Post-Hobby Lobby, more than 100 outstanding legal challenges lodged by businesses and non-profits continue to question the health care law’s validity based on religious objections to its contraceptive requirements. And these suits have been given new life after the Supreme Court’s Hobby Lobby decision at the end of June, which essentially ruled in their favor.
But in the next few days, a federal appeals court for the D.C. circuit is expected to rule on a little-watched case that could destroy the underpinnings of the health bill. The case, known as Halbig v. Burwell, wants to declare the ACA unconstitutional based on wording within the Internal Revenue Code on how tax credits are to be meted out for people who purchase health care on state or federally run exchanges.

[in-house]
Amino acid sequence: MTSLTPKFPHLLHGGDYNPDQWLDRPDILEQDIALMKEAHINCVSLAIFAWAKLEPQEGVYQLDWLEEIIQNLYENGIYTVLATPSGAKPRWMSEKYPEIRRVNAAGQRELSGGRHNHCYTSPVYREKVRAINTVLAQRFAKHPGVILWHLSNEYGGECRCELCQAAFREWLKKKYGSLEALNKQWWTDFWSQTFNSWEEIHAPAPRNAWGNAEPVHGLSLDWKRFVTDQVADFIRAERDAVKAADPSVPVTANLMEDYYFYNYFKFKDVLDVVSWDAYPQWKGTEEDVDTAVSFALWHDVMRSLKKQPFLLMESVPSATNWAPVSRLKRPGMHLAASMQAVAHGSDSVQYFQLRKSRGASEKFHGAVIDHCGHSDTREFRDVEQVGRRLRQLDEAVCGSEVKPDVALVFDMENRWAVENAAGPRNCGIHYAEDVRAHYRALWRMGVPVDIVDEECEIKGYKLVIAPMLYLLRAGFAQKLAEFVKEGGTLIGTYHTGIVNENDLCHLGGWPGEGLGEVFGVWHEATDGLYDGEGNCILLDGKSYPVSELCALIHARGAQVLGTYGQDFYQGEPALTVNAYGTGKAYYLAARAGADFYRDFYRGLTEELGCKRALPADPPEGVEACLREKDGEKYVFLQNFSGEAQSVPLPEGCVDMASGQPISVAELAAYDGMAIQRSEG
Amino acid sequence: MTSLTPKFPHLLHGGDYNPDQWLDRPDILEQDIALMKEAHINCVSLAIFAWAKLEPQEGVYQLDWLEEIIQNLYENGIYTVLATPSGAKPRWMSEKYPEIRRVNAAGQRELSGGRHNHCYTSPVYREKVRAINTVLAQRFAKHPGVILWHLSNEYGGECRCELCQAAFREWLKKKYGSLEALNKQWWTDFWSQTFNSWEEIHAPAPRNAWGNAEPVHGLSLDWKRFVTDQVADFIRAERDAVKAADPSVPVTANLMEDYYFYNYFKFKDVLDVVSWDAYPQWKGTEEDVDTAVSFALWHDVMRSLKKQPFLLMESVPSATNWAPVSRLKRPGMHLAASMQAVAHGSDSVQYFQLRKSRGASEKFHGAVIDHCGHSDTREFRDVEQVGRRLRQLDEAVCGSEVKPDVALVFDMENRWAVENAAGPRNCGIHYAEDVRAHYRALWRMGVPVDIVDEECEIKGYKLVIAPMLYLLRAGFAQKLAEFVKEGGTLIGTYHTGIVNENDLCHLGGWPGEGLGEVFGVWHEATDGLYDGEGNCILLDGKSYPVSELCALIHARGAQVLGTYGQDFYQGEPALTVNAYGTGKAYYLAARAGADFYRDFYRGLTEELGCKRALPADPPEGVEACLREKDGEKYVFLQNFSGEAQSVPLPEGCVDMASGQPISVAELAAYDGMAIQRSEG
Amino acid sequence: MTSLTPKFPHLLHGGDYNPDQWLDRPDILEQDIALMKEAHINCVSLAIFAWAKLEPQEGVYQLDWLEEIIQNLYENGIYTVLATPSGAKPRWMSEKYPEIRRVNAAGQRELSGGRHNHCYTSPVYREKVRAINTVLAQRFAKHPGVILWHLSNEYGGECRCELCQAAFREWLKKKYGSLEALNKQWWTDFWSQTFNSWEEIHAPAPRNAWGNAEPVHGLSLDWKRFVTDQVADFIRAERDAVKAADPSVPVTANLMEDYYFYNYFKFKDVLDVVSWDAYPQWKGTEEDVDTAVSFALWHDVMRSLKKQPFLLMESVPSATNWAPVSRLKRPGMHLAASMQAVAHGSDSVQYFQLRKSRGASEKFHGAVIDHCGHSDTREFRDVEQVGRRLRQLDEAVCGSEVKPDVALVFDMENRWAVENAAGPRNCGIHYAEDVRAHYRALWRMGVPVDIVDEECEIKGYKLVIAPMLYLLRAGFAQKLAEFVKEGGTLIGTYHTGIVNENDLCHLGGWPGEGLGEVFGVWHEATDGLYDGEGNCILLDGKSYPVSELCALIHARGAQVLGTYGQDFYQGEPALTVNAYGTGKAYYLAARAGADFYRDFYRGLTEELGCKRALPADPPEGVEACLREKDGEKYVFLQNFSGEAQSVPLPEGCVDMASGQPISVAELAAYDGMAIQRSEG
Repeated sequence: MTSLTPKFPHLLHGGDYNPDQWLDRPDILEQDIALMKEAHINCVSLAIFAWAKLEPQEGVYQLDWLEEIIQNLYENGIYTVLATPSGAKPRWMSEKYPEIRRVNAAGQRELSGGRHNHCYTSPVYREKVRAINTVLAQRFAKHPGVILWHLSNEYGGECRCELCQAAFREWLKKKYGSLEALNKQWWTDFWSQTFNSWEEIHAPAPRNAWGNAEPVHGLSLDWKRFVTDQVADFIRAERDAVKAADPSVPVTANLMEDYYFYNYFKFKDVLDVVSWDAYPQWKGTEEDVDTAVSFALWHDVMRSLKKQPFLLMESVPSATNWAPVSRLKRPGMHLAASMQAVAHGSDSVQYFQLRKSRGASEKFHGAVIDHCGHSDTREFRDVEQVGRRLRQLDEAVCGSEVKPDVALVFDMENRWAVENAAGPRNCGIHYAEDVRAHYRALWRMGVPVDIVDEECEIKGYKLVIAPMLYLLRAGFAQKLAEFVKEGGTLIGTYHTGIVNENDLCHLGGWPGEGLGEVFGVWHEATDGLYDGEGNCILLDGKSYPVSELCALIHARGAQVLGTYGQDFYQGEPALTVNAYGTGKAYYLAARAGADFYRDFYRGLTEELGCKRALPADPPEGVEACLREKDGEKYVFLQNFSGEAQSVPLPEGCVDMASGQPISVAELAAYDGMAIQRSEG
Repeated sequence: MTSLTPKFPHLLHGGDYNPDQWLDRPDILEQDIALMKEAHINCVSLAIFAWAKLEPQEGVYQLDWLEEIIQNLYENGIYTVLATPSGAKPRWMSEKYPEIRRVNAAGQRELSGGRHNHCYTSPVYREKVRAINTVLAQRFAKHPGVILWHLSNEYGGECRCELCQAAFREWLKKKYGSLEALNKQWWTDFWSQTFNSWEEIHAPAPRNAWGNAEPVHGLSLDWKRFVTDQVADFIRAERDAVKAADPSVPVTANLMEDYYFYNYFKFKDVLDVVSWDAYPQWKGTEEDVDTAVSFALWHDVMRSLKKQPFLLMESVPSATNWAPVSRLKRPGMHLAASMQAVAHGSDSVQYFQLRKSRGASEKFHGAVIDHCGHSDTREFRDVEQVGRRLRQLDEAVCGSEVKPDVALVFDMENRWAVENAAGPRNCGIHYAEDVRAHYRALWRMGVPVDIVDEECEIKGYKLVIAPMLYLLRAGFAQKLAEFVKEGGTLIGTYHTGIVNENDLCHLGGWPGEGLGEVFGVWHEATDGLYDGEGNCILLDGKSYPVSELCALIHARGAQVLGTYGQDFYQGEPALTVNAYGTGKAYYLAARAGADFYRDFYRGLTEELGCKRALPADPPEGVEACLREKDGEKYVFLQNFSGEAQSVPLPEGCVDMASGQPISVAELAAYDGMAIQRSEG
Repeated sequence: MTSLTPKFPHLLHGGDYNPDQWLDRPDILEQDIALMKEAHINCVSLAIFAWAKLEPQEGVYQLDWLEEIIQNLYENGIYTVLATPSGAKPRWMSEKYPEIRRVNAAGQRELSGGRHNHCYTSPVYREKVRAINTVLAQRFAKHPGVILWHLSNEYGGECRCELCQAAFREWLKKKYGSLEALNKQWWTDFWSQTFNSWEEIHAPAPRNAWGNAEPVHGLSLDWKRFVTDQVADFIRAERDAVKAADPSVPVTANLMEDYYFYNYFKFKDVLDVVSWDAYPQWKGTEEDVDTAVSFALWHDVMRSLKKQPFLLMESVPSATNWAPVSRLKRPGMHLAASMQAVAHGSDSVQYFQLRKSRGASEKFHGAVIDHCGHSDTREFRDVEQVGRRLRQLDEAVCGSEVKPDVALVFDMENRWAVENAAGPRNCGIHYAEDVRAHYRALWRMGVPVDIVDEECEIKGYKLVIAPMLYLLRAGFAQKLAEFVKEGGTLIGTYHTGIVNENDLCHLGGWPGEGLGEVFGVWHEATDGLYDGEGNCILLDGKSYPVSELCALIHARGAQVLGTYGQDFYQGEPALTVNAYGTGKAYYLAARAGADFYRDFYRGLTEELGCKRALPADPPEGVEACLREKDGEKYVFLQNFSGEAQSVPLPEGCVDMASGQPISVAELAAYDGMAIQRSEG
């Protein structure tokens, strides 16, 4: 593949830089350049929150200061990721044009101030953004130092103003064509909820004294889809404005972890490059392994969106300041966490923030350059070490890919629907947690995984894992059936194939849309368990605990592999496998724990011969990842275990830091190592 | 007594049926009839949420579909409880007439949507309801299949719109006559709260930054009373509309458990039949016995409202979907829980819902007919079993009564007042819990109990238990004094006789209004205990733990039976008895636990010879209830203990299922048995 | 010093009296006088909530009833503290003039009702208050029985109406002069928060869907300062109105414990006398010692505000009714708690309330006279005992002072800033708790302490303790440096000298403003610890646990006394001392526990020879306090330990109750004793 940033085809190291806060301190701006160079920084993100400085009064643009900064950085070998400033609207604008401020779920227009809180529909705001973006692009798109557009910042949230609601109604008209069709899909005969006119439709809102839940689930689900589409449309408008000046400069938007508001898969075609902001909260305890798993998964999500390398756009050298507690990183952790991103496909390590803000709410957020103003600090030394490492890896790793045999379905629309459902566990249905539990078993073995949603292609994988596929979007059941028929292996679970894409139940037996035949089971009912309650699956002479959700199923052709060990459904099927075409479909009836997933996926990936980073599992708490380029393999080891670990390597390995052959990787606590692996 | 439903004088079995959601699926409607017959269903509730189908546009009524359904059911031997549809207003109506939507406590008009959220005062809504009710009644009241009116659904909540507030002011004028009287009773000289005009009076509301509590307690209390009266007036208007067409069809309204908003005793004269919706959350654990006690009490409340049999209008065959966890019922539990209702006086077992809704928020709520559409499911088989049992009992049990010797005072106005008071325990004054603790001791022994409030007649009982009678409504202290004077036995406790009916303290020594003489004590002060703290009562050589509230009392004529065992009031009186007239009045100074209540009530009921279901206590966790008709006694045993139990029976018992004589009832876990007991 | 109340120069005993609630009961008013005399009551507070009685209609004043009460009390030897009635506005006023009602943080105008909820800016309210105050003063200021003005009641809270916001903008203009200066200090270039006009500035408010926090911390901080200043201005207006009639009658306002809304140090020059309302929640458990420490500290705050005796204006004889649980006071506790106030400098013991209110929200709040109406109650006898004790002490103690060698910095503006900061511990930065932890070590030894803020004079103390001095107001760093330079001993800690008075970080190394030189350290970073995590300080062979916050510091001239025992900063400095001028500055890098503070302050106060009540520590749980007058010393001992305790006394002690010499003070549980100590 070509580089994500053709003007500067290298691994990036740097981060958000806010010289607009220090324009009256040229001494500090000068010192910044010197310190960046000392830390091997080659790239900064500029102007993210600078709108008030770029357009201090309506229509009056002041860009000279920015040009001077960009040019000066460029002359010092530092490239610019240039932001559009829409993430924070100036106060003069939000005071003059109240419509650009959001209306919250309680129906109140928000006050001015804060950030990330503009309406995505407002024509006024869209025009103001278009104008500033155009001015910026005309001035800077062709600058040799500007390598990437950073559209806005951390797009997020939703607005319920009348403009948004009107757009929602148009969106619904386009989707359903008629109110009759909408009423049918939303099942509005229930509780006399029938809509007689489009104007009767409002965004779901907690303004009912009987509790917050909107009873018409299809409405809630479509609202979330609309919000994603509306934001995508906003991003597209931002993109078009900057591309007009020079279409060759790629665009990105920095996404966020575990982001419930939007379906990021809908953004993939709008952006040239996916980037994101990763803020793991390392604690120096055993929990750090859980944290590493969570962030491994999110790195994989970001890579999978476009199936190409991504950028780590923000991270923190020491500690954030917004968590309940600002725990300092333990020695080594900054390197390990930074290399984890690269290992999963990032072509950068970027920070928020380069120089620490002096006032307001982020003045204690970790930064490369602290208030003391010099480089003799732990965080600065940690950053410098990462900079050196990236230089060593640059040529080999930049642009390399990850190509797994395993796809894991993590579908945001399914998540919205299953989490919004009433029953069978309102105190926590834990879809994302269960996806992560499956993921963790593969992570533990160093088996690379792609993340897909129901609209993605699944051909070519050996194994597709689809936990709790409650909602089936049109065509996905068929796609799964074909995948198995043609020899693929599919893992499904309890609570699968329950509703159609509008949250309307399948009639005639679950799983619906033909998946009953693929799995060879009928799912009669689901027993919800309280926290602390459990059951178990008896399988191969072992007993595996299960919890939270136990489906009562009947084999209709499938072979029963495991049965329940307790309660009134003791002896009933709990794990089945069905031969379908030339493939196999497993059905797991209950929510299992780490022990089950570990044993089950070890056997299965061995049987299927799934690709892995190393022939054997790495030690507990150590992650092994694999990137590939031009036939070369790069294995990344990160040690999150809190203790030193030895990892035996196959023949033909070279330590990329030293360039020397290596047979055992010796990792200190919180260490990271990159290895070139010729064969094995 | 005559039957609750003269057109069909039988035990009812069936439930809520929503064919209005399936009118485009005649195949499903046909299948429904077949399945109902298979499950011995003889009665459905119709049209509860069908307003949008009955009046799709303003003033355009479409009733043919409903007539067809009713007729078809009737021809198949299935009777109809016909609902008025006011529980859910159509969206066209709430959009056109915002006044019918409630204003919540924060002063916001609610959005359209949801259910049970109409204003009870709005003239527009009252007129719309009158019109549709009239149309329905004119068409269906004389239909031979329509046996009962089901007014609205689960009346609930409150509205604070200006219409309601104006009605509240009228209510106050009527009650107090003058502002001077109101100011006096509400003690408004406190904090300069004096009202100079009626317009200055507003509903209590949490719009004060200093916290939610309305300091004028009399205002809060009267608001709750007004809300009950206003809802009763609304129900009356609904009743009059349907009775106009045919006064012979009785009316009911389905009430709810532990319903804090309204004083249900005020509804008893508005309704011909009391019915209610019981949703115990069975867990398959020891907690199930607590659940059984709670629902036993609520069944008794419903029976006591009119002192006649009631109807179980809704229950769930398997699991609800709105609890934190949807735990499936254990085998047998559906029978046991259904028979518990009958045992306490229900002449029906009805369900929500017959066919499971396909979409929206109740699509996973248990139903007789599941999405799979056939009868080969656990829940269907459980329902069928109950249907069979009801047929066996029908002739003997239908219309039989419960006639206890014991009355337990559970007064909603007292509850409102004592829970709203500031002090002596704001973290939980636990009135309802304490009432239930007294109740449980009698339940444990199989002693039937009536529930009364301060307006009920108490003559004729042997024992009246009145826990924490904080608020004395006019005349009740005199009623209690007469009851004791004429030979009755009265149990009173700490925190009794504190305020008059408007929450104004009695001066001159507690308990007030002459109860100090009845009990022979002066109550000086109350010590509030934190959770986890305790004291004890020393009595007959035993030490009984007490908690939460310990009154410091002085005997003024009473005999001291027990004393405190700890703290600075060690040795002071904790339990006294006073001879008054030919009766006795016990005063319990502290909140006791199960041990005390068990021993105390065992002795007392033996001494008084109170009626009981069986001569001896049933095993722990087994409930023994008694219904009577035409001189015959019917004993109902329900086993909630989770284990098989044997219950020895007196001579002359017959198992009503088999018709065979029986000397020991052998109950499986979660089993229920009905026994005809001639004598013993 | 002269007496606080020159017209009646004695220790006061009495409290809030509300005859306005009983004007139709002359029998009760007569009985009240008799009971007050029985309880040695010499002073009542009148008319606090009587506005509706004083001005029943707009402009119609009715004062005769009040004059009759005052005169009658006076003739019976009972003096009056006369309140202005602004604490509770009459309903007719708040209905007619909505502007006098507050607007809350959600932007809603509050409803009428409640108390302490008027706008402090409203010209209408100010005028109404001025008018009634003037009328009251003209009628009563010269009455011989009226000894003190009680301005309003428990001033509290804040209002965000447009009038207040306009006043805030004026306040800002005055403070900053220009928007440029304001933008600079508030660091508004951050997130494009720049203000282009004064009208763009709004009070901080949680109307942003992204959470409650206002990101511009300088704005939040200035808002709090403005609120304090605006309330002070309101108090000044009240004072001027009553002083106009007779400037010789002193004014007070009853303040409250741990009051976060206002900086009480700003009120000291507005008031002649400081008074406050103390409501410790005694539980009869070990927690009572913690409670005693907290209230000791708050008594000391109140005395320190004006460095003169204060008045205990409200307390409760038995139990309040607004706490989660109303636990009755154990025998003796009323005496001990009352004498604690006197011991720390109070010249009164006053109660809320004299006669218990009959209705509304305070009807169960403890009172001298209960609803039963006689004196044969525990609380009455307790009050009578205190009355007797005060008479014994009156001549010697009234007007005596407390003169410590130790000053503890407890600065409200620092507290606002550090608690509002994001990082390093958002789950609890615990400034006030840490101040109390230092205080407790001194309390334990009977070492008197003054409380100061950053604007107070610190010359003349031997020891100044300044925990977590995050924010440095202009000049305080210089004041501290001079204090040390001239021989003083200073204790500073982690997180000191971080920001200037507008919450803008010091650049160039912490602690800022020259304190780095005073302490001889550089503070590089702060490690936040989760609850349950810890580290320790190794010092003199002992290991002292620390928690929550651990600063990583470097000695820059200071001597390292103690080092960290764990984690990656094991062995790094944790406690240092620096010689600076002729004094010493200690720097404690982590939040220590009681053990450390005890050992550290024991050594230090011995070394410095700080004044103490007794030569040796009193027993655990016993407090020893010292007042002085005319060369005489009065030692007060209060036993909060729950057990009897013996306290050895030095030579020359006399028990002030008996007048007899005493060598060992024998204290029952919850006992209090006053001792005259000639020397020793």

The argument goes something like this: The IRS has authorized tax credits to people who purchase insurance on either a state-run or federally-run health-care exchange. Opponents of the act say, however, that it authorizes subsidies only for people who buy policies through state-run exchanges. By authorizing tax credits to those who purchase on federal exchanges, the plaintiffs say, the agency has exceeded its authority.